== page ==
4 ways to rein in Cabo Verde’s HIV epidemic

By ramping up four interventions already underway, the African archipelago nation of Cabo Verde could within 10 years, bring its HIV epidemic under control. "You don't have to scale up everything," says Filipe Monteiro. "You can just prioritize the specific groups."(Credit: no rain corp./Flickr)

The African archipelago nation of Cabo Verde could bring its HIV epidemic under control within 10 years by ramping up four interventions that are already underway.

Further, much of the progress could be achieved by just focusing the most at-risk populations.

A new computer simulation suggests that annual new cases could fall below the key threshold of 10 per 10,000 residents even if the country just focuses the additional efforts on female sex workers and drug users, two groups with unusually high prevalence of infection.

“You don’t have to scale up everything,” says Filipe Monteiro, a postdoctoral scholar at Brown University. “You can just prioritize the specific groups.”

Focusing four public health interventions on female sex workers and drug users rather than on the entire population would approach the “HIV elimination phase”—10 new cases per year per 10,000 population—in 2021. View larger. (Credit: Brown University)

‘Simulate the whole country’

The modeled interventions include extending and optimizing early HIV treatment, expanding HIV testing, increasing condom distribution, and providing more substance abuse treatment.

Monteiro, a native of the country, wanted to see whether significant expansions of those programs over the decade between 2011 and 2021 could bring new cases below the 10 per 10,000 threshold that some global health experts call the “HIV elimination phase.”

To make those predictions he used a computer model co-developed by his adviser, Brandon Marshall, assistant professor of epidemiology. The implementation included 305,000 individually behaving “agents,” enough to represent every Cabo Verdean adult. “Here we were able to simulate the whole country,” Monteiro says.

In the model, “agents” (representing real people) do what’s relevant to the epidemic such as have sex with varying numbers of partners (sometimes protected and sometimes not), use drugs, start and stop medicine, get tested, transmit the virus, and sometimes die.

Combination approach

All the parameters, such as drug use, frequency of sex, response to HIV medications and so on, are based on real data.

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The computer simulation considers sexual or drug-use between “agents”—people with various medical and demographic characteristics. (Credit: Brown University)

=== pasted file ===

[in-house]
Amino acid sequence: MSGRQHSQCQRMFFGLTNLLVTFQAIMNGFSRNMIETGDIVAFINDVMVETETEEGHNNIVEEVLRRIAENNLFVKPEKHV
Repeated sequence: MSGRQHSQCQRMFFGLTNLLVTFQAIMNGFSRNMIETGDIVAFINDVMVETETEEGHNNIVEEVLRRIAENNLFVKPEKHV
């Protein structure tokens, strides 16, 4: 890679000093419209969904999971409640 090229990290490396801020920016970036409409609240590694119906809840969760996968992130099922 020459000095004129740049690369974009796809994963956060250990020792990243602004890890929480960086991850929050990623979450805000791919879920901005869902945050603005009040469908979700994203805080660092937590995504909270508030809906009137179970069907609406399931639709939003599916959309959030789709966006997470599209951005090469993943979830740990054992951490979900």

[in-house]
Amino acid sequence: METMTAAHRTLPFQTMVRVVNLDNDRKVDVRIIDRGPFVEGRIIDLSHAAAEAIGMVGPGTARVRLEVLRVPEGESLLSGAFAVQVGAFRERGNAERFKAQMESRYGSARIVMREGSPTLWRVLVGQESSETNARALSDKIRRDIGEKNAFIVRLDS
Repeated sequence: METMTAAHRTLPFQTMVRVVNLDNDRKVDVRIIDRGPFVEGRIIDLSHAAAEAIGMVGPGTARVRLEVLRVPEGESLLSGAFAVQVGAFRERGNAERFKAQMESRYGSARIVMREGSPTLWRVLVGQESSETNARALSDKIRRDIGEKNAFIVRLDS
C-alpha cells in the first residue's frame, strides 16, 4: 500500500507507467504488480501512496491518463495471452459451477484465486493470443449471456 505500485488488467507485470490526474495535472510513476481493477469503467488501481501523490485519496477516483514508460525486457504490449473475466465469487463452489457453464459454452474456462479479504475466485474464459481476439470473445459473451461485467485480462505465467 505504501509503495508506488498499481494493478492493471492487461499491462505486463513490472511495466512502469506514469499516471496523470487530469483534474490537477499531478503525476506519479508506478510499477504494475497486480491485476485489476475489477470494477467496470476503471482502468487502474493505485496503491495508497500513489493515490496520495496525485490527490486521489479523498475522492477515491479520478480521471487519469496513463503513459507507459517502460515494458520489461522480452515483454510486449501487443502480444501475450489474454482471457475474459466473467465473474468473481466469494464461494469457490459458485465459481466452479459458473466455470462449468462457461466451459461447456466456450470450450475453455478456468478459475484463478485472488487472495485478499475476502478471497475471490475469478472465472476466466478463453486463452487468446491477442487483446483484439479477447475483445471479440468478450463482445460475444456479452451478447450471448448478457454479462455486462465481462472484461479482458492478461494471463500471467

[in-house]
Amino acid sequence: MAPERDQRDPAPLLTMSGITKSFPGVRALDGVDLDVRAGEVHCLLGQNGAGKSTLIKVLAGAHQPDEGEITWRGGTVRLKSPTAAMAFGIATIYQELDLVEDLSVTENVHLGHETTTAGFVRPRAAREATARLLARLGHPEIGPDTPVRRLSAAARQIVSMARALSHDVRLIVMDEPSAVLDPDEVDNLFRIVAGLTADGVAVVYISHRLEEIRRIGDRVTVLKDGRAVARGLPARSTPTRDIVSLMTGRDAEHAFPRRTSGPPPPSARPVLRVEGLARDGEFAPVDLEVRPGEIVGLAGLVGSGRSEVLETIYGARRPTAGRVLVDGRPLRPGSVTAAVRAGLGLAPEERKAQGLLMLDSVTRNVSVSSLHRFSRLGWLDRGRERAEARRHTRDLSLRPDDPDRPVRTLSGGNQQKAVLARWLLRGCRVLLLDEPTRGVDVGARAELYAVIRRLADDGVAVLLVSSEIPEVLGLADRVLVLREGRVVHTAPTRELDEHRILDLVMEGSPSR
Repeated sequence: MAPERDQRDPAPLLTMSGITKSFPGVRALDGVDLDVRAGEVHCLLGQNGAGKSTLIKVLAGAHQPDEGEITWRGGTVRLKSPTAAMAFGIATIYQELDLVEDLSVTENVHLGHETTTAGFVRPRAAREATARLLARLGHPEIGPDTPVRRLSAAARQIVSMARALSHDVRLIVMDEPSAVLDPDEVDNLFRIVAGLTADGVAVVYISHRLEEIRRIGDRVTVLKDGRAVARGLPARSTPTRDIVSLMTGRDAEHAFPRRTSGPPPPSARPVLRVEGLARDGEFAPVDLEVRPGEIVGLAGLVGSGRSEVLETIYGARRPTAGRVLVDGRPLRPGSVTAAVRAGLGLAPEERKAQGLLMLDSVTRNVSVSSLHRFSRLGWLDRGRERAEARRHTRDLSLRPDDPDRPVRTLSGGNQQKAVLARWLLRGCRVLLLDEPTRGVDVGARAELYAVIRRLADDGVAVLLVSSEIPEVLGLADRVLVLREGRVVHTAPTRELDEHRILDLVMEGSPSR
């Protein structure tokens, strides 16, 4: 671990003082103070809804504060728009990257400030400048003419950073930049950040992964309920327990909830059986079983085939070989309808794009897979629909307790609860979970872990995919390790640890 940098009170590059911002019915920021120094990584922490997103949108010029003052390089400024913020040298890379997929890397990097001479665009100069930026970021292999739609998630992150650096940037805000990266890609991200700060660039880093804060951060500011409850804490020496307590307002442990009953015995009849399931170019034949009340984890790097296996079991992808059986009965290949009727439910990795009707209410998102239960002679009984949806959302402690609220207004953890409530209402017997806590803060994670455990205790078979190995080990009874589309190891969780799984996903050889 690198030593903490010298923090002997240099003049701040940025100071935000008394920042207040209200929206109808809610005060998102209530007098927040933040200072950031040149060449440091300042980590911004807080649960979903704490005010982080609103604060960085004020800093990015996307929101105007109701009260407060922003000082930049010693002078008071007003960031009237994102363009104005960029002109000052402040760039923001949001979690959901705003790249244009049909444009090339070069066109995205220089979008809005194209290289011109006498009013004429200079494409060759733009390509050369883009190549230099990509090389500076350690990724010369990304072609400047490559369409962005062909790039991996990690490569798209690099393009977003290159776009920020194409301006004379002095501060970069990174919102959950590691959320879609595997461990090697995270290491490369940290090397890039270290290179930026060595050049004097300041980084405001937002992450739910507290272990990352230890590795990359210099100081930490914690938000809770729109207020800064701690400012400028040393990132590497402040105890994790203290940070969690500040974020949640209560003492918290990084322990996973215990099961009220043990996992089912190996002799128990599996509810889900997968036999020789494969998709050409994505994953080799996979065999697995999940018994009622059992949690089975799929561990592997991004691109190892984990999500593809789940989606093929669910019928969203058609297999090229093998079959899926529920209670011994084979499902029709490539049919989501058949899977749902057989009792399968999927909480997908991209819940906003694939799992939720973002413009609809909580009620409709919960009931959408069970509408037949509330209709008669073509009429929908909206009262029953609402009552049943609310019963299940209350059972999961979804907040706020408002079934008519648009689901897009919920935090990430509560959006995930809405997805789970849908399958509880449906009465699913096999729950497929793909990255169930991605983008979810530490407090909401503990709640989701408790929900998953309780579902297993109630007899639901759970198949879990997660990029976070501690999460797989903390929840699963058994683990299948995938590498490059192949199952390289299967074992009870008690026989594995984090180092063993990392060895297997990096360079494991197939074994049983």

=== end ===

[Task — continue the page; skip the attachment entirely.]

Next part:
For example, the percentage of people engaged in drug use and the percentage of women engaged in prostitution are based on Cabo Verde’s real rates, as are the prevalence of HIV infection in those populations and among adults nationwide. The one major missing cohort, men who have sex with men, had to be left out of the model because there is not yet reliable HIV and population data for them.

To determine the efficacy of the interventions, the researchers ran the model 100 times each for each of the following scenarios, both for the whole population and just among drug users and female sex workers: continuing the status quo of current interventions, doubling HIV testing, increasing condom distribution by 33 percent, doubling substance abuse treatment, doubling antiretroviral treatment, and doing all these interventions at the same time.

The combination approach lowered new cases the most compared to the status quo, both when the interventions were applied population-wide and when they were applied just to the at-risk groups.

Real life, not just a laptop

In the whole population scenarios, for example, the combination of all four interventions reduced new cases in 2021 from the status quo 23.8 per 10,000 to 6.7 per 10,000 among female sex workers who use drugs, and among general residents (non-drug using, non-prostitutes) from 5.1 per 10,000 to 1.4 new cases per 10,000.

Meanwhile, focusing the combination approach only on at-risk groups reduced new cases among drug-using sex workers to 7.3 per 10,000 and among general population members to 3.4 per 10,000.

According to the research, published in the International Journal of Public Health, the weakest approach would likely be either solely scaling up HIV testing, or only expanding substance abuse treatment. For example, the effect of solely increasing HIV testing, was weaker, reducing new cases among drug-using sex workers to 17.6 per 10,000, and cases among general population members to 4.5 per 10,000.


Monteiro says he’s optimistic that Cabo Verde can move forward with these interventions in real life, rather than in a laptop. Although key data, such as for men who have sex with men, are still needed, the findings provide a clear policy prescription.

“We recommend a combination prevention strategy, particularly for populations most at-risk, to decrease and eventually eliminate HIV transmission in Cabo Verde and other settings characterized by concentrated, overlapping HIV epidemics in key affected groups,” the report says.

The paper’s other authors are Tim Flanigan of Brown University and the Miriam Hospital, Sandro Galea of Boston University, and Samuel Friedman of the National Development and Research Institutes.

The National Institute of Health funded the study.

Source: Brown University